And so to the cover-up

This is a report on Dominic Cummin’s fascinating revelations about how the government worked (didn’t) during the early days of the epidemic.

It makes juicy reading. Especially when you consider how many died. The description of the Prime Minister responding to being asked difficult questions in meetings by saying “let’s take it offline” and then rushing out of the meeting shouting “forward to victory” sounds both plausible and terrifying. Cummins claims that lockdown was not considered until the 14 of March. This is my post from 11 March 20 reporting on the Director of WHO bemoaning the lack of action by governments. The Cummins revelations confirm what we already know – that for the first few crucial weeks of the epidemic there was a total failure at the heart of government not just in No. 10, but at the senior levels in PHE and the DHSC, to respond to the crisis. (This is another of my posts from the early stages when I point out what Cummins is now saying; that the government was rudderless and its response was completely inadequate).

A lot of the revelations concern Matt Hancock. He is depicted as incompetent and a liar. I read recently an anonymous account of a backbench Tory MP who said that Hancock has a tendency to report as true-fact-now things which are in fact just at the planning stage. This interpretation syncs with Cummins’s account. For example; it would explain how Hancock could have told the PM that patients were being tested in Care Homes when what he meant was that they were working on it.

Everyone can see that Matt Hancock is lying. Just one example; his official response to why testing of discharged patients did not start in Care Homes until mid-April is that there was no testing capacity. But – he is presumably hoping that no one is going to point out that the reason that testing capacity was low was that it hadn’t been built. The Health bureaucracy had dragged their feet on it; and who was responsible for this if not the Minister for Health? This is from the Independent on 31-3-20: “The UK’s failure to mass test for coronavirus has been condemned by a World Health Organisation (WHO) expert, who revealed 44 laboratories had been left idle.” [1] His statement to Parliament on 19-5-20 that “We will keep working to strengthen the protective ring we have cast around all our care homes” [2] is a sheer lie. Between mid-March and 16 April thousands of untested patients were discharged from hospitals into Care Homes as a matter of policy. There was no protective ring at all. Not one of the things which could have been done were done; there was no rule to isolate care homes, there was no rule to prevent staff moving between care homes; there was a lack of PPE (if that makes a difference); there was no mandatory testing of hospital transfers until 16 April. Even as Cummins first accused Hancock of serial lying he was apparently lying again – this time about how many tests were being conducted in Bolton. [3]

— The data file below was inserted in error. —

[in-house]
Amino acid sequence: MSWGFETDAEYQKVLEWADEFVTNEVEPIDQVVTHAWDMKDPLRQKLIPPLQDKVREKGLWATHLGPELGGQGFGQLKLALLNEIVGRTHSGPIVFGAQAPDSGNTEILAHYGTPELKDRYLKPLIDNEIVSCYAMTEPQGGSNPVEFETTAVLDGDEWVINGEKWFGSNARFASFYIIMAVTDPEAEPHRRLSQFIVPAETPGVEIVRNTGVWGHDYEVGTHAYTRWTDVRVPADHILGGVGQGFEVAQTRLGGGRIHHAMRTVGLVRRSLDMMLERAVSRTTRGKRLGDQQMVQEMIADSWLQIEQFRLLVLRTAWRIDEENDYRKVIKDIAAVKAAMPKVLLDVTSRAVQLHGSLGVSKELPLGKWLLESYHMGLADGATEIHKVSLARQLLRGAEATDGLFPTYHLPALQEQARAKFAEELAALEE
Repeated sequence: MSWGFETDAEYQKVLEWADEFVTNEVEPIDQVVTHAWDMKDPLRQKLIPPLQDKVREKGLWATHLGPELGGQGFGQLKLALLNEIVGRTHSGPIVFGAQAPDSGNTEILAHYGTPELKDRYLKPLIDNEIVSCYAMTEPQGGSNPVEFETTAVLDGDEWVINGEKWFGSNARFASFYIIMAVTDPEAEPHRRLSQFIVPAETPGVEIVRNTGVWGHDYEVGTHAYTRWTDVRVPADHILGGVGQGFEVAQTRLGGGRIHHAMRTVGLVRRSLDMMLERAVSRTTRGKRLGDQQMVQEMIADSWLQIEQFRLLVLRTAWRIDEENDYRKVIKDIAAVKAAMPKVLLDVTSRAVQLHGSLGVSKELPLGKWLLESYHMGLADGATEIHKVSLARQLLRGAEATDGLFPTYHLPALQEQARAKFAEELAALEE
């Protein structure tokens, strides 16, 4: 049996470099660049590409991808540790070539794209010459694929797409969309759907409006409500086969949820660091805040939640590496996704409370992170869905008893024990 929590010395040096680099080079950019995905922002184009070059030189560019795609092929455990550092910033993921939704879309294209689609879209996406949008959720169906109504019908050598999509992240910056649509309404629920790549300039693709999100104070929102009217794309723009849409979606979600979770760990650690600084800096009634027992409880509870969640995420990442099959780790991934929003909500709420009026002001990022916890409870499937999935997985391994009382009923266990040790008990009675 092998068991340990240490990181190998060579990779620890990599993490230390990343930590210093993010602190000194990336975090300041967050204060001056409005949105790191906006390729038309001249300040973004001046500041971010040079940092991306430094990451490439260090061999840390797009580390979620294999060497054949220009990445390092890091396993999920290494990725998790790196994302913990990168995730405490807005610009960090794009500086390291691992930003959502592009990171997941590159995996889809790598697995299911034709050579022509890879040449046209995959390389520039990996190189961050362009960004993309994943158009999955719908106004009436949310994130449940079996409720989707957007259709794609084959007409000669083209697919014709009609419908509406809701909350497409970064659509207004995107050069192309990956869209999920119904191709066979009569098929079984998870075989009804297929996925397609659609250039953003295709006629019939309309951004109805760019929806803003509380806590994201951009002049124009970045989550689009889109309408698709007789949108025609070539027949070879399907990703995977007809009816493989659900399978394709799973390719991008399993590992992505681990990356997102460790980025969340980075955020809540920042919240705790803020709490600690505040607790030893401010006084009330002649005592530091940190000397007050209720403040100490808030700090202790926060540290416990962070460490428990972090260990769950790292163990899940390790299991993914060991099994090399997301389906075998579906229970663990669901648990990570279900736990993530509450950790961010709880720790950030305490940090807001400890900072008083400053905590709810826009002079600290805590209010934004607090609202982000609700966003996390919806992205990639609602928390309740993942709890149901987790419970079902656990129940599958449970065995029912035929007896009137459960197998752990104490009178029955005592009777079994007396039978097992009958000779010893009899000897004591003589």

But we can see the cover-up swinging into action. The Guardian ends its report of Cummin’s latest revelations with this:

Despite Cummings’s lengthy and occasionally rambling analysis, the health committee chair, Jeremy Hunt, pointed out in a Twitter thread that he has yet to produce any evidence that definitively shows Hancock lied to the prime minister.

This may well be a foretaste of how the cover-up is going to work. (Notice the language; the accusations are “rambling”. The former Health Minister “points out”). The Health Minister can lie openly in ways which everyone can see (the above examples are just a few selections) but because there is no single and particular piece of documentary evidence he will be cleared. This is a kind of dystopian ruse. You can commit mass manslaughter through negligence (this is the charge) in plain sight but because no one can produce a precise document on which you openly signed off on this you will be cleared. Hancock aside this shows a level of dysfunction at the heart of the system; a supreme willingness to avoid the truth if you can get away with it. And while the media is challenging the government on this I doubt the criticism will be decisive and robust enough.


This is a pretty devastating critique of the UK’s disastrous handling of Sars-Cov-2. One credit to the Guardian – throughout the epidemic they have consistently published articles on the epidemic by virologists, epidemiologists and other scientists expressing a range of views. This is an enormous credit to the Guardian because it means they are supporting and nurturing the idea of a scientifically literate democratic society. It remains to be seen if this kind of journalism will translate into any kind of political effect. I think not. It is like the old adage – if you owe your bank $100.00 they they own you, but if you owe them $10,000,000.00 then you own them. Put simply the scale of the ineptness and mishandling of the response is so great that the only accurate result would be for mass resignations across government and executive. Dozens of highly paid officials need to resign (starting with Vallance and Whitty – the authors it seems of the initial, fatal, ‘do nothing’ approach). Since that isn’t going to happen nothing will. The whole thing has to be brushed under the carpet. As Dr William Hanage says in this article: they are already rewriting recent history. This is how it is going to be.



Author: justinwyllie

EFL Teacher and Photographer